I think everybody now knows what it’s like to make no money off a record because of Spotify. It started with Napster and then it moved into free downloads. Now it’s into Spotify where you can have the number one album in the country and you’ve sold like 40 copies. Records are now just a business card. You make a record because you love the music, but nobody is expecting to make a pile of money. You go on tour off the record and that’s where the money is. If it wasn’t for live shows, no bands would be able to survive. There wasn’t really a record label in the world that was going to say, “five white kids with dreadlocks doing reggae music, sign them up.” It was the people who made this band. The way the people heard this band was through the internet and free music. It’s like everything else, it’s the flip of a coin. You can see it however you want to see it.
LMD: What’s your songwriting process like? How has your songwriting changed since the band started?
I don’t sit down and write anything. If something comes to me and it happens naturally and organically, I rock with it.
LMD: You guys have a really full sound. What’s it been like getting know these guys on a personal level and creating chemistry as a band?
Personal relationships in SOJA are a very big deal. Our main thing we’re doing up there is trying to connect with each other. Secondly, we’re trying to connect with the audience, but primarily we’re up there to share something with each other. If one guy is off or having a bad day, we’re not really doing what we’re trying to do. Everybody is up there trying to take care of each other. That’s definitely where it starts. If we can’t do that it’s a failed show.
LMD: What are some of the obstacles that you and the band have had to overcome?
We’ve just remained friends throughout the process. I’ve seen bands that don’t stay friends and they look miserable. We just try to stay close to each other. It’s tough out there on the road. We just try to keep it like a family.
LMD: You guys have been playing some new songs. Is there anything that’s been interesting to you guys topic wise that you’ve been writing about?
We’re done writing the new record and we’re going to start recording it as soon as the Slightly Stoopid tour is done. The theme is kind of looking back. When we started this record we decided we wanted to do something that is very SOJA. When we did Born In Babylon, that was very SOJA. Strength To Survive was very SOJA, but it was also more acoustic stuff and some songwriter stuff. Amid the Noise and Haste was very SOJA, but it was very polished. The new one is kind of going back to what we used to do. A lot of the songs on the new record are about things that change you and roads you go down. That’s what the record is about, change.
LMD: Could you tell me a little about the production of the new album? Who did you guys end up going with and why?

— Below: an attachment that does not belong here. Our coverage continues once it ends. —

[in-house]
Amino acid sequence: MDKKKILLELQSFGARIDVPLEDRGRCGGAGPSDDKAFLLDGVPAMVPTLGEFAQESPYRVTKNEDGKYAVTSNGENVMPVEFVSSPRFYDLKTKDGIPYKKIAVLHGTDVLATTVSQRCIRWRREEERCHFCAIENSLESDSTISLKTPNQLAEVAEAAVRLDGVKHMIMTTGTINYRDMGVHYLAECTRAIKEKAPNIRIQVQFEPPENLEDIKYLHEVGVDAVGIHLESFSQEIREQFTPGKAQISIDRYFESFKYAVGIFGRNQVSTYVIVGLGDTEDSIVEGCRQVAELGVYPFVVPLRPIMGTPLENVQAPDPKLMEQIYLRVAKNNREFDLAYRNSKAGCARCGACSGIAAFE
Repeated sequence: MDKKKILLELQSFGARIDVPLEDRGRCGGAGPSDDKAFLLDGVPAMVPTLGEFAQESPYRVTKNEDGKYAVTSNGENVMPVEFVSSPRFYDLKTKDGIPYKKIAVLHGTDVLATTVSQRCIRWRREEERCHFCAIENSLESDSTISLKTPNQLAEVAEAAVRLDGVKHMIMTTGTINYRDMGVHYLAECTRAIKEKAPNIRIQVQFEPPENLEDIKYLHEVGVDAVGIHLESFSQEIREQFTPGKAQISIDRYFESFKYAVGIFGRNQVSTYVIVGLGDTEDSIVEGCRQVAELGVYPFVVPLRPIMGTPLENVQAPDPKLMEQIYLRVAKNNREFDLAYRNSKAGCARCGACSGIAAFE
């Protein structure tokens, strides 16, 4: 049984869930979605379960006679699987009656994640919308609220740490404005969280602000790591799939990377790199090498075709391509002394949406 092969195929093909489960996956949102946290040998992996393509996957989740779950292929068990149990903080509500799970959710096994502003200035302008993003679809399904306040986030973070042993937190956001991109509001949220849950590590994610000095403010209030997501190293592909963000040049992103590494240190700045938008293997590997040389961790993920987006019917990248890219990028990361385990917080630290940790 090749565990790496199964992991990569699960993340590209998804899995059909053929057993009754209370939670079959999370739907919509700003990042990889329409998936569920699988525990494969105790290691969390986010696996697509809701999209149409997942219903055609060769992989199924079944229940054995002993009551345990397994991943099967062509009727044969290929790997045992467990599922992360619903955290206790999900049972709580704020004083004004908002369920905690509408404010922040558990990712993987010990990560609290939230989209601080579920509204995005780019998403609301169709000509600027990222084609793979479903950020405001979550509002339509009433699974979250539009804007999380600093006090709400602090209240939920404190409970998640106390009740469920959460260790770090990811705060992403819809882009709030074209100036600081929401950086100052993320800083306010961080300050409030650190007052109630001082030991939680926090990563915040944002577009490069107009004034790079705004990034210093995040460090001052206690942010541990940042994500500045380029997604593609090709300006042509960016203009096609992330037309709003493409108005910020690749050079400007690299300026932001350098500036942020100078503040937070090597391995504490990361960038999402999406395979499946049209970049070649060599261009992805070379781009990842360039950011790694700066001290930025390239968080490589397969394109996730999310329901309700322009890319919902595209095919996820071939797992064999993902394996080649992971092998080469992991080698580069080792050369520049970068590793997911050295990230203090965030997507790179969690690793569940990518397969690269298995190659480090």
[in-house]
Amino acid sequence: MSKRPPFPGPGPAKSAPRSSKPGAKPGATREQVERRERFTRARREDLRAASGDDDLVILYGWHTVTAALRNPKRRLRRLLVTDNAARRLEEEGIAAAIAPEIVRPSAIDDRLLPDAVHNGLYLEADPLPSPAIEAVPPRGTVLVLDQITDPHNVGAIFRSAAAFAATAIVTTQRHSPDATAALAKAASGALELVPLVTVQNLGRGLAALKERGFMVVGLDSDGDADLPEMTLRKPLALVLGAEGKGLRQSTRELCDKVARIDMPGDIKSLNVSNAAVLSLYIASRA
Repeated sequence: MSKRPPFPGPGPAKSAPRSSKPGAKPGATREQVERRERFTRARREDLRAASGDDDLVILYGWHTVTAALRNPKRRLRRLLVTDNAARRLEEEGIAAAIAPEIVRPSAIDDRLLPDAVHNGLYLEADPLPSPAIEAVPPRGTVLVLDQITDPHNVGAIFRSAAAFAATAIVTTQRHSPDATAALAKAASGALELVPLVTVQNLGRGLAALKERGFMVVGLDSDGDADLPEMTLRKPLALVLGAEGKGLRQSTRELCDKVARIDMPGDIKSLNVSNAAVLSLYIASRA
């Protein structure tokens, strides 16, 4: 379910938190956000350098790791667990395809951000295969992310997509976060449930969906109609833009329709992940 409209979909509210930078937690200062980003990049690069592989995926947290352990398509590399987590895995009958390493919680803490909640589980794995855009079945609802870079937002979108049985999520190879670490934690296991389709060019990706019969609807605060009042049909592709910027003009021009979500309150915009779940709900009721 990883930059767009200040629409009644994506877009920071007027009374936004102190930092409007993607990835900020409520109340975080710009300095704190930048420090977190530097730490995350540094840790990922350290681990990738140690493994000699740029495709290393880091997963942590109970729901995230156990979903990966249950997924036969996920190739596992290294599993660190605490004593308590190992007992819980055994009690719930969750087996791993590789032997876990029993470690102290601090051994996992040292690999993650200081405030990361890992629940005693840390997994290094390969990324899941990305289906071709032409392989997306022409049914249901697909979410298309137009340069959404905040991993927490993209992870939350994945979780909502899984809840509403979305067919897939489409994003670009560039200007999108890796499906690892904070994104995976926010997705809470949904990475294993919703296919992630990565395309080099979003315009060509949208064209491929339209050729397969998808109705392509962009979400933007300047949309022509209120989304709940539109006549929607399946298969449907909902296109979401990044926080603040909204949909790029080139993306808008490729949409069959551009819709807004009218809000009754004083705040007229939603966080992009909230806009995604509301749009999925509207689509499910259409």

We haven’t totally made all those decisions yet. We know that we’re going to do it differently than we’ve been doing it. We’re going to record everything as a band, with no producers and no outside influence. Once we get it about 95% there is when we’re going to start bringing in outside people. We just kind of want to do it the same way we used to do it. I’m pumped.
LMD: What are your thoughts on where reggae is heading as a genre?
I think that the genre is changing. When I started there was a hand full of bands and now there are hundreds. In any genre that is supposed to be taken seriously, there is supposed to be a bunch of different stuff. The problem with reggae since it began was Bob Marley and the Wailers were so good, it’s like Michael Jordan to the NBA. It was kind of hard for people to do reggae without copying him. Now you’re starting to see a lot of people going crazy diverse with it. Even Bob’s son, Damian, is doing his total own thing. I think the more that happens the farther this reggae thing is going to go. Reggae has worked because it never became mainstream. People say we’re pushing reggae to the mainstream, but we’re not. I don’t want corporate to get ahold of this. I don’t want to see it go the way that hip-hop did, the way that rock did and the way that country did. When the stuff starts it’s really incredible and reggae has kind of stayed in the start up, but because of that there was lack of innovation. You have to walk the line like everything else in life.
LMD: Are there any venues or cities that you’re looking forward to playing?
All of them dude. These venues are sick. I haven’t been to half of them so I’m pumped.
LMD: Who are some of the bands you’re listening to right now?
I’ve been listening to Leilani Wolfgramm’s new record that hasn’t been released yet. I’ve been listening to that a lot. I’m just kind of watching our genre and seeing what’s coming up next. I’m looking to see who’s doing something new and creative. That’s normally how I’d do it.
LMD: What would be your one big takeaway for any band that’s trying to what you guys do?
If you don’t have a vision, then you’re going to be a gimmick and if you’re going to be a gimmick then be the best gimmick that you can be. If you have a vision for something you want see over the course of your life or a change that you want to make in the world, then you’re just fine from the jump. Find your leader and put your trust in him if he truly does have a vision. If none of you guys have a vision, then pick an angle and work the hell out of it.
LMD: Are you working on any solo stuff for yourself?
I’ve got so many songs in the vault that I’ve often thought about it. I’m sure I will one day, but I’m just having too much fun with SOJA and it’s been that way for 15 years.